Jae Soon Bae remembers the afternoon the boulders showed up in his Koreatown neighborhood.
About a dozen of the big rocks were placed at the site of what had been a homeless encampment in the community west of downtown Los Angeles.
He didn’t recognize the man who brought them, but they arrived in a large truck, he said. They form an imposing barrier at a long-closed entrance to the Shatto Recreation Center on the residential block of Westmoreland Avenue.
Neighbors told NBCLA they’ve prevented people from setting up tents at the location. Neighbors said the first few tents of the encampment showed up about two years ago.
The boulders seem to have been placed strategically by the back entrance of the park, where residents described instances of open drug use, fires and even explosions. One resident said he witnessed a naked man standing in the street and screaming.
“Ever since we moved here, there’s been some sort of issue with that,” said resident John Lee, who has lived in the area for decades.
Boulders can be seen blocking pedestrians right-of-way on the sidewalk.
Lee tried a different approach in response to the encampments. He planted thorny cactus plants in the grassy area next to his home.
But the rocks are next-level effective, neighbors said. They appeared shortly after the city cleaned up an encampment.
No tents have re-appeared since.
NBCLA reached out to the city and mayor’s office for comment, but had yet to receive a response.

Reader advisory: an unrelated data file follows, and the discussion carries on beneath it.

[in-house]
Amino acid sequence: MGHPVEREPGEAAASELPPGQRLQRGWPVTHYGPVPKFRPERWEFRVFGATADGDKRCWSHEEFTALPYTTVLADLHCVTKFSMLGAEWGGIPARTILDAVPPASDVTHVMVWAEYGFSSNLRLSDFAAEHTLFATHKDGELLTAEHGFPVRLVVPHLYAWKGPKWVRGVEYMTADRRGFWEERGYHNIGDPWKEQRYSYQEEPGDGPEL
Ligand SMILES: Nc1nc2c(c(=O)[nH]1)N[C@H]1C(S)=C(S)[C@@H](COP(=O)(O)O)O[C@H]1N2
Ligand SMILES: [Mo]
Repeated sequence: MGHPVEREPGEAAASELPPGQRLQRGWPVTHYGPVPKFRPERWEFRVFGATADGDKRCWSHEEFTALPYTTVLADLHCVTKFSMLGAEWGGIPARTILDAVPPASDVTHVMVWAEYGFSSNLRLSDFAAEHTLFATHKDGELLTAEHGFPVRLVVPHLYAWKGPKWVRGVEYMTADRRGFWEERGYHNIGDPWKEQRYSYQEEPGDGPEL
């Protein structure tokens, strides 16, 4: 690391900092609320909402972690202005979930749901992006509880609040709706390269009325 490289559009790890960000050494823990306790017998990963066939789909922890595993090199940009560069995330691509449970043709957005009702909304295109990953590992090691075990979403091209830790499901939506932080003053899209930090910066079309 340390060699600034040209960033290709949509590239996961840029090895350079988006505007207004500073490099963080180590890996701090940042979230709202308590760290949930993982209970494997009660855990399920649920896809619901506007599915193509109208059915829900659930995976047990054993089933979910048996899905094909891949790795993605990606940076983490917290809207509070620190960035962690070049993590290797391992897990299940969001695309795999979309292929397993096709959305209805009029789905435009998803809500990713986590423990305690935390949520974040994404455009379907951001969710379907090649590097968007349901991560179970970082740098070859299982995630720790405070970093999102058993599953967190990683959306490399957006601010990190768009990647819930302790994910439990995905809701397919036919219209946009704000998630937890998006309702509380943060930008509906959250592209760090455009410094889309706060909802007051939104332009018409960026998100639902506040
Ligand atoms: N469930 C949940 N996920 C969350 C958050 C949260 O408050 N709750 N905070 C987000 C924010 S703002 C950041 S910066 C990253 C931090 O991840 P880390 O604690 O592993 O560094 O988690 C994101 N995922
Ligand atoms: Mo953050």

Ktown for All co-founder Michael Dickerson told Street’s Blog LA that the encampments and rocks are nothing new to Koreatown.
“Frequently, following sweeps, we’ll see new barriers put up to prevent people from returning to the location where they were camping,” Dickerson said. “In K-Town, we’ve seen local businesses use construction fences and planters to block off public spaces.”
Dickerson told Streets Blog the rocks and planters are not often authorized by city officers and private individuals take matters into their own hands.
“The end result is that public spaces are made unusable by anyone, and unhoused people are forced to move along to a new location,” said Dickerson.
Anti-camping laws were recently updated by the LA City Council, allowing for more sweeps in areas designated by the local city council member. Within those council-designated special zones, the city can enforce Section 41.18 of the Los Angeles Municipal Code. This code makes it illegal to “sit, lie or sleep in or upon any street, sidewalk or other public way.”
Council member Mike Bonin was not a fan of the city’s increased anti-camp push and criticized it.
“No person shall… allow items to remain in the public right-of-way,” said Bonin. ““items placed in the enforcement zone will be removed by the city.”